Trump to Campaign in Battleground Nevada, Site of Narrow Loss in 2016

By Eliza Collins and Catherine Lucey

President Trump planned to campaign this weekend in Nevada, as he makes a play for a state he narrowly lost four years ago and which some Democrats worry could be within his reach.

Mr. Trump is set to appear at an airport rally south of Reno and public events in Las Vegas. The campaign sees Nevada as a pickup opportunity, stressing his narrow loss in 2016 and internal polls that aides say show his approval rating improving there.

Allies of former Vice President Joe Biden say they are taking nothing for granted and have a robust organizing effort in the state, but liberal activists are sounding alarms about the Democratic nominee’s support among Latino voters.

There has been little public polling in Nevada, but most political analysts say it narrowly favors Democrats. On Thursday, the nonpartisan Cook Political Report raised its assessment of Republicans’ chances in Nevada, saying the state leans Democratic rather than calling it a likely Democratic win.

The western clash comes as both presidential candidates campaign in competitive states after a summer in which the coronavirus pandemic prevented much travel. Mr. Biden leads in national and many state polls, but his advantage is slim in some of the battlegrounds. Nevada, which offers six electoral votes, could play a crucial role if there is a close finish.

“This is a state that the president only lost by 27,000 votes,” Trump deputy campaign manager Justin Clark said on a conference call with reporters earlier in the week. “The president’s got a real opportunity in Nevada.”

Democratic State Sen. Yvanna Cancela, who represents Las Vegas and is a senior adviser to the Biden campaign, said Democrats saw the state as a battleground but that they had an edge in organizing.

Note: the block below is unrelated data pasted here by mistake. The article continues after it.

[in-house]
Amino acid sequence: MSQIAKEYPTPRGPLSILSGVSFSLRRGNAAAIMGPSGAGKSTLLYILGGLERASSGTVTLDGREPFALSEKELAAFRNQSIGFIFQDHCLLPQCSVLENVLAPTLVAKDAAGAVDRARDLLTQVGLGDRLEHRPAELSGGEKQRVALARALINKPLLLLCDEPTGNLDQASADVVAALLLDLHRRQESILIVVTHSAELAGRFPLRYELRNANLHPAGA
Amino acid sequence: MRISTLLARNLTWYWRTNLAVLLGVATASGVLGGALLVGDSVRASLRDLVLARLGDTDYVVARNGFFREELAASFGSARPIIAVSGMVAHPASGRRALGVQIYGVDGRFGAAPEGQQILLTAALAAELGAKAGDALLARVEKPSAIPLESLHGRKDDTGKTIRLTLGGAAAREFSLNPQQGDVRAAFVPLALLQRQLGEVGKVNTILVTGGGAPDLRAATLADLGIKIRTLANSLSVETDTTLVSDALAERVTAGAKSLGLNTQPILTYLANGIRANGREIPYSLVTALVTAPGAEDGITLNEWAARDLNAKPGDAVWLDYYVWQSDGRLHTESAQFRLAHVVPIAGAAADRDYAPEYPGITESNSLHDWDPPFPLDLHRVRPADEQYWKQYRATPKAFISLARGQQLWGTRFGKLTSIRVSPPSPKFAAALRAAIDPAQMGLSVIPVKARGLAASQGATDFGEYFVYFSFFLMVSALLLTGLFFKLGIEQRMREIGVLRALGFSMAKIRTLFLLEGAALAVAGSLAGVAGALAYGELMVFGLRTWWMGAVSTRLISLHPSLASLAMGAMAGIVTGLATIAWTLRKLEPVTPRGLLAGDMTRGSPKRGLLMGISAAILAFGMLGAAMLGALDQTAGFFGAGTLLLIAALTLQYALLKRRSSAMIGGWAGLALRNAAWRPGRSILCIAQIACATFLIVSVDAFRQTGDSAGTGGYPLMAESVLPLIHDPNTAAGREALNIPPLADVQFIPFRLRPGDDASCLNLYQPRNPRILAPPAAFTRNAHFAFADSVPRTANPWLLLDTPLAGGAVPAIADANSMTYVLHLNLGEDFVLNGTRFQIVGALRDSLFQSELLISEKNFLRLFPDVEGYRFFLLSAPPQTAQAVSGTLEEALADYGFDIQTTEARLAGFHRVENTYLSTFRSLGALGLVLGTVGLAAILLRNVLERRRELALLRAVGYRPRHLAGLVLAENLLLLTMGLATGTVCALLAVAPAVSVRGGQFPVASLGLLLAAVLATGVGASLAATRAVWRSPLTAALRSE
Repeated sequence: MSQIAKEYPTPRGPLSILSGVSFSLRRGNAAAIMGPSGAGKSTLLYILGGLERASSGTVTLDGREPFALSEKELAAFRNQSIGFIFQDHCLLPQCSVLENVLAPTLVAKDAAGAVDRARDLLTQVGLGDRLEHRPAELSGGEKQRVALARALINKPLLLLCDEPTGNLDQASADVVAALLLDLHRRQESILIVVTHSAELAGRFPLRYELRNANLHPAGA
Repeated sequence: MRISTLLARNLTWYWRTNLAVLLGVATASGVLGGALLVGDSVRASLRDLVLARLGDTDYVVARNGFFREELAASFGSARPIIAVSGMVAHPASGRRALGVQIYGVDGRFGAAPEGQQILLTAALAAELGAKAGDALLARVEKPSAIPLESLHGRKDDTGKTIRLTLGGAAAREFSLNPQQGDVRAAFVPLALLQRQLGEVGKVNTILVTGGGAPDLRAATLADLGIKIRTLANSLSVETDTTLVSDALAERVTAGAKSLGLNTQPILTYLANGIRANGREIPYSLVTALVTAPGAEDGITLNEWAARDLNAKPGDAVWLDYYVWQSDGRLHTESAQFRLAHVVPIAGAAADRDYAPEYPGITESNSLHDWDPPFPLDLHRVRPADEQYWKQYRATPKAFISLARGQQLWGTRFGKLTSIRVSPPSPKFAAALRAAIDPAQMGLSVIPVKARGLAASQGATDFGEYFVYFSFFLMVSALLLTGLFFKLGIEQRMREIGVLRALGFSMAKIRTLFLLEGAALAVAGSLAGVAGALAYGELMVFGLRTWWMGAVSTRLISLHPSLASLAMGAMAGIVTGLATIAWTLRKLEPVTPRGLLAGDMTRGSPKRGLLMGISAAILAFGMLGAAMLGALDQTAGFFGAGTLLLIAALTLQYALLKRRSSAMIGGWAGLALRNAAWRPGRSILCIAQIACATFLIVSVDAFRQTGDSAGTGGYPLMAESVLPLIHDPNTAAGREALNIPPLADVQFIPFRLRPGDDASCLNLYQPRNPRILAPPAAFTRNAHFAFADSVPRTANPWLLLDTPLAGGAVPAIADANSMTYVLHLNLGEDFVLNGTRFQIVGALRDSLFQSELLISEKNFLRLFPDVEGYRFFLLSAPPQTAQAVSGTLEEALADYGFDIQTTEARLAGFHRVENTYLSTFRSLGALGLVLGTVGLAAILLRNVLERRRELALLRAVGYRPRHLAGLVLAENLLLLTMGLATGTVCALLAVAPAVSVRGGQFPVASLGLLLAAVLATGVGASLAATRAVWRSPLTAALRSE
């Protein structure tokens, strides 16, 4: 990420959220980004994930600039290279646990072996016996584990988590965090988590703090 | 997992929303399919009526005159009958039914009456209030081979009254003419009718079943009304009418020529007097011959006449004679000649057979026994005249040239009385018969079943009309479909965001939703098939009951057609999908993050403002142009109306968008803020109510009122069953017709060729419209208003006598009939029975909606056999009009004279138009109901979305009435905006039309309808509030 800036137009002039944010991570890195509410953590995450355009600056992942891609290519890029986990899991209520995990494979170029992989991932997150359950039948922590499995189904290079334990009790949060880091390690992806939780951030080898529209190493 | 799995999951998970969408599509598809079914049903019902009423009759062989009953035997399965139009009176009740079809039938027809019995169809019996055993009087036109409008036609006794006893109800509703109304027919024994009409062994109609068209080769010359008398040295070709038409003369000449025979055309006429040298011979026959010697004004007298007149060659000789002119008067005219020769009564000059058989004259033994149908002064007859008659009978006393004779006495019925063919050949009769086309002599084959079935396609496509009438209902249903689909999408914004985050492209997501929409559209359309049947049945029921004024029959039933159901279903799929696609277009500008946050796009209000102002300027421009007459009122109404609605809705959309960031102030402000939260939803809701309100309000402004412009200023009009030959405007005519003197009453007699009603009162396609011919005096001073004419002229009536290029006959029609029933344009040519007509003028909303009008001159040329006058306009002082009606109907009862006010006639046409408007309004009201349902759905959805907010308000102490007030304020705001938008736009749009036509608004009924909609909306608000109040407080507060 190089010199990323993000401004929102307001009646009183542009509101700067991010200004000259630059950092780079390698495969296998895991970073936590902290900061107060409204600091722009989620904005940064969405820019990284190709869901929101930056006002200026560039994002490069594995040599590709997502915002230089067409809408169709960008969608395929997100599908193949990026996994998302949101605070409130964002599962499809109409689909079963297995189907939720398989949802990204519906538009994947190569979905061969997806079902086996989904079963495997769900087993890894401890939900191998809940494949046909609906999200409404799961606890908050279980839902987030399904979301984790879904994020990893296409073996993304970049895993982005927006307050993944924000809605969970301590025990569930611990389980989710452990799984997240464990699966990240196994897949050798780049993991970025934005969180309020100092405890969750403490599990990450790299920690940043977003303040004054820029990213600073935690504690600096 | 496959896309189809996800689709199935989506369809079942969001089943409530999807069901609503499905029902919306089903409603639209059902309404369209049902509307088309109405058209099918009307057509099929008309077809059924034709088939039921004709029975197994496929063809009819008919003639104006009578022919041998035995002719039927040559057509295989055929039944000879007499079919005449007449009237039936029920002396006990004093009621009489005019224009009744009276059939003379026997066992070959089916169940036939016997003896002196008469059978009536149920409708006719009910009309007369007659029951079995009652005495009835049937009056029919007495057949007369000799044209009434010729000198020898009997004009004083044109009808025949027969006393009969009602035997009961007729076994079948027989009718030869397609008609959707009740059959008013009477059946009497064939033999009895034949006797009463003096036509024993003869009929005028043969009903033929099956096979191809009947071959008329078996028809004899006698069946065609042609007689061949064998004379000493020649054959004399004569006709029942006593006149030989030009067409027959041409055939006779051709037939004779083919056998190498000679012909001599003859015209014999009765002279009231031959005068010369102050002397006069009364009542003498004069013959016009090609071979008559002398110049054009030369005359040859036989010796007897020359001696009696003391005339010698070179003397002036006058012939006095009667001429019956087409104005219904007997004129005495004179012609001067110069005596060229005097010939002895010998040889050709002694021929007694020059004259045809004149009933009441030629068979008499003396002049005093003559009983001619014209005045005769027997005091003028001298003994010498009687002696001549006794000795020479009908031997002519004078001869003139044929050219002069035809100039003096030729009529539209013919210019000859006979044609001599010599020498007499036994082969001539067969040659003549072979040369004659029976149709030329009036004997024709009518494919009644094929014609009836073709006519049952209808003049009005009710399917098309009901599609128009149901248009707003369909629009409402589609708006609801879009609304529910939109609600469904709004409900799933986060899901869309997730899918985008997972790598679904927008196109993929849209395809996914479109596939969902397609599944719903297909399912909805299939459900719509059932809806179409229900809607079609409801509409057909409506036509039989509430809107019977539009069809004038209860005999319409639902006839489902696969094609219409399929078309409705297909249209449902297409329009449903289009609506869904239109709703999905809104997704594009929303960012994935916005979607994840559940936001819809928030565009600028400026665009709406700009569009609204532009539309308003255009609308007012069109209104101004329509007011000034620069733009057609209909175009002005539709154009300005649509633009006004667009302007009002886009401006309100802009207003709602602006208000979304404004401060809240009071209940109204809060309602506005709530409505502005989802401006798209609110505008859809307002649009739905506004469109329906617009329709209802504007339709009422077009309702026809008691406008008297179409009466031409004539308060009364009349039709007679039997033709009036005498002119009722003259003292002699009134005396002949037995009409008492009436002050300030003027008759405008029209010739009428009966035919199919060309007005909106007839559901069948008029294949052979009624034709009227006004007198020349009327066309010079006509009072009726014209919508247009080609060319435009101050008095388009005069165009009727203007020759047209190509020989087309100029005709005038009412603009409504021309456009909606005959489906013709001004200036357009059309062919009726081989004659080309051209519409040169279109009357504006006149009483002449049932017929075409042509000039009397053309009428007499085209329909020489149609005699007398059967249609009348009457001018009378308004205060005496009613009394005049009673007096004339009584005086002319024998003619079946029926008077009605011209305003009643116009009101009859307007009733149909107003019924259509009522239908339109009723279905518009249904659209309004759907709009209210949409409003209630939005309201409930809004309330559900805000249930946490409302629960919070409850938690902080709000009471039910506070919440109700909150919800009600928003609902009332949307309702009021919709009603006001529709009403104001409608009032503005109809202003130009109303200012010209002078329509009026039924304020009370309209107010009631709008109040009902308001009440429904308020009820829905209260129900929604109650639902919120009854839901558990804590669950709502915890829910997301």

“The benefit the Democratic Party has here that Republicans have never been able to catch up with is that every election cycle our infrastructure becomes stronger and more developed,” she said.

Hillary Clinton won the state by less than 3 percentage points in 2016. Before that, Nevada swung between the two parties, backing President Barack Obama in 2008 and 2012 and Republican President George W. Bush in 2000 and 2004.

The first public poll in months, conducted by an online aggregator, gave Mr. Biden a 5-point lead but showed troubling signs for him with Latino voters, according to analysis by the Nevada Independent earlier this month. According to Pew Research, Latinos make up one-fifth of the state’s electorate.

“I believe there is a feeling of Latinos are going to vote for anybody but Trump, and I’m not necessarily sure that’s the case,” said Astrid Silva, the executive director of Dream Big Nevada, an immigrant-advocacy organization. She said she was concerned about Democrats’ outreach, saying none of the new citizens she was working with have heard from either political campaign.

The Trump campaign hopes to maximize support among non-college-educated white voters—an important part of his base—and limit Mr. Biden’s performance among Latinos. The campaign said it had been on the ground since 2016, done hundreds of events and restarted door-knocking efforts over the summer where permitted. It also has opened several offices focused on Latinos and conducted faith-based outreach to Roman Catholics and evangelicals, as it has in other states, said a campaign official. One of Mr. Trump’s weekend events will be a roundtable with Latinos in Las Vegas.

Both sides have invested millions in TV advertising, though the Trump campaign said it wasn’t on the air there this week.

An aide to the Biden campaign said Latino outreach was a priority, and the team has spent hundreds of thousands of dollars on Spanish-language TV and radio ads and Latino-targeted digital ads and literature sent through the mail. The campaign has more than 20 organizers who speak Spanish and hosts two Spanish-language phone-banking sessions a week, in addition to holding more than three dozen Latino-focused digital events.